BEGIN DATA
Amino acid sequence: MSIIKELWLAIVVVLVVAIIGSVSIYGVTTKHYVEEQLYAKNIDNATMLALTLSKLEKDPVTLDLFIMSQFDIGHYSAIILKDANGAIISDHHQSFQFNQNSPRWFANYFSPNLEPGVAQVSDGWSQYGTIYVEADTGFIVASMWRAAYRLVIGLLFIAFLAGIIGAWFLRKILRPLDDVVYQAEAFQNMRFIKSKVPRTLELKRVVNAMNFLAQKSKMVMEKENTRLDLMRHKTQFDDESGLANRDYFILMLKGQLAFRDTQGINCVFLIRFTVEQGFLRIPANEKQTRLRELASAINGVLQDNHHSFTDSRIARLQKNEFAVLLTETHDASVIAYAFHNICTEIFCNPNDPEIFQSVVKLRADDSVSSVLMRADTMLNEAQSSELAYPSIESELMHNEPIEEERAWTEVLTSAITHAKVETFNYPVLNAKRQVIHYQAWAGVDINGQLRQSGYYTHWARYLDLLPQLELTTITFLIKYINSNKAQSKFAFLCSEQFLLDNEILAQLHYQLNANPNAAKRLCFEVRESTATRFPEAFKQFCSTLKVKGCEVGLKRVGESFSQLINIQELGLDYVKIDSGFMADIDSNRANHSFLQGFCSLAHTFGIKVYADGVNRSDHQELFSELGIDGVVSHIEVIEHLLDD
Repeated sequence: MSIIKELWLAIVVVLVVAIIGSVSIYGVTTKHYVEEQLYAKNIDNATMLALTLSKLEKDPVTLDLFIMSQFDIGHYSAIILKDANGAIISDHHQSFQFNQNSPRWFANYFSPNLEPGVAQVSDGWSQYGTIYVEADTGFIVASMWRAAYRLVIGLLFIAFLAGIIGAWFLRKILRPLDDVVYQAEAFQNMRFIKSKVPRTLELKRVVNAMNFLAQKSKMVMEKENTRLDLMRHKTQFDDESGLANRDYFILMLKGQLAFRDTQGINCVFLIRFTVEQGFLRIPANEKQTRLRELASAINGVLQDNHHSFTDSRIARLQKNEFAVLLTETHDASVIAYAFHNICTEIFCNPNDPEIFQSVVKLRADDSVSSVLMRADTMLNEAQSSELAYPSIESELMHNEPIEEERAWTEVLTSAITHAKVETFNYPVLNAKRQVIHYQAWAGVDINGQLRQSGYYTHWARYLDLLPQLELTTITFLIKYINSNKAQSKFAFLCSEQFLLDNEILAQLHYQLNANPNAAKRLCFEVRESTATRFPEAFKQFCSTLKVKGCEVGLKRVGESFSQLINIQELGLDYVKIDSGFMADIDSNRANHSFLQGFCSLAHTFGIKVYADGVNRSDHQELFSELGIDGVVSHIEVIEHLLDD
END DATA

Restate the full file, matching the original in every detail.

Amino acid sequence: MSIIKELWLAIVVVLVVAIIGSVSIYGVTTKHYVEEQLYAKNIDNATMLALTLSKLEKDPVTLDLFIMSQFDIGHYSAIILKDANGAIISDHHQSFQFNQNSPRWFANYFSPNLEPGVAQVSDGWSQYGTIYVEADTGFIVASMWRAAYRLVIGLLFIAFLAGIIGAWFLRKILRPLDDVVYQAEAFQNMRFIKSKVPRTLELKRVVNAMNFLAQKSKMVMEKENTRLDLMRHKTQFDDESGLANRDYFILMLKGQLAFRDTQGINCVFLIRFTVEQGFLRIPANEKQTRLRELASAINGVLQDNHHSFTDSRIARLQKNEFAVLLTETHDASVIAYAFHNICTEIFCNPNDPEIFQSVVKLRADDSVSSVLMRADTMLNEAQSSELAYPSIESELMHNEPIEEERAWTEVLTSAITHAKVETFNYPVLNAKRQVIHYQAWAGVDINGQLRQSGYYTHWARYLDLLPQLELTTITFLIKYINSNKAQSKFAFLCSEQFLLDNEILAQLHYQLNANPNAAKRLCFEVRESTATRFPEAFKQFCSTLKVKGCEVGLKRVGESFSQLINIQELGLDYVKIDSGFMADIDSNRANHSFLQGFCSLAHTFGIKVYADGVNRSDHQELFSELGIDGVVSHIEVIEHLLDD
Repeated sequence: MSIIKELWLAIVVVLVVAIIGSVSIYGVTTKHYVEEQLYAKNIDNATMLALTLSKLEKDPVTLDLFIMSQFDIGHYSAIILKDANGAIISDHHQSFQFNQNSPRWFANYFSPNLEPGVAQVSDGWSQYGTIYVEADTGFIVASMWRAAYRLVIGLLFIAFLAGIIGAWFLRKILRPLDDVVYQAEAFQNMRFIKSKVPRTLELKRVVNAMNFLAQKSKMVMEKENTRLDLMRHKTQFDDESGLANRDYFILMLKGQLAFRDTQGINCVFLIRFTVEQGFLRIPANEKQTRLRELASAINGVLQDNHHSFTDSRIARLQKNEFAVLLTETHDASVIAYAFHNICTEIFCNPNDPEIFQSVVKLRADDSVSSVLMRADTMLNEAQSSELAYPSIESELMHNEPIEEERAWTEVLTSAITHAKVETFNYPVLNAKRQVIHYQAWAGVDINGQLRQSGYYTHWARYLDLLPQLELTTITFLIKYINSNKAQSKFAFLCSEQFLLDNEILAQLHYQLNANPNAAKRLCFEVRESTATRFPEAFKQFCSTLKVKGCEVGLKRVGESFSQLINIQELGLDYVKIDSGFMADIDSNRANHSFLQGFCSLAHTFGIKVYADGVNRSDHQELFSELGIDGVVSHIEVIEHLLDD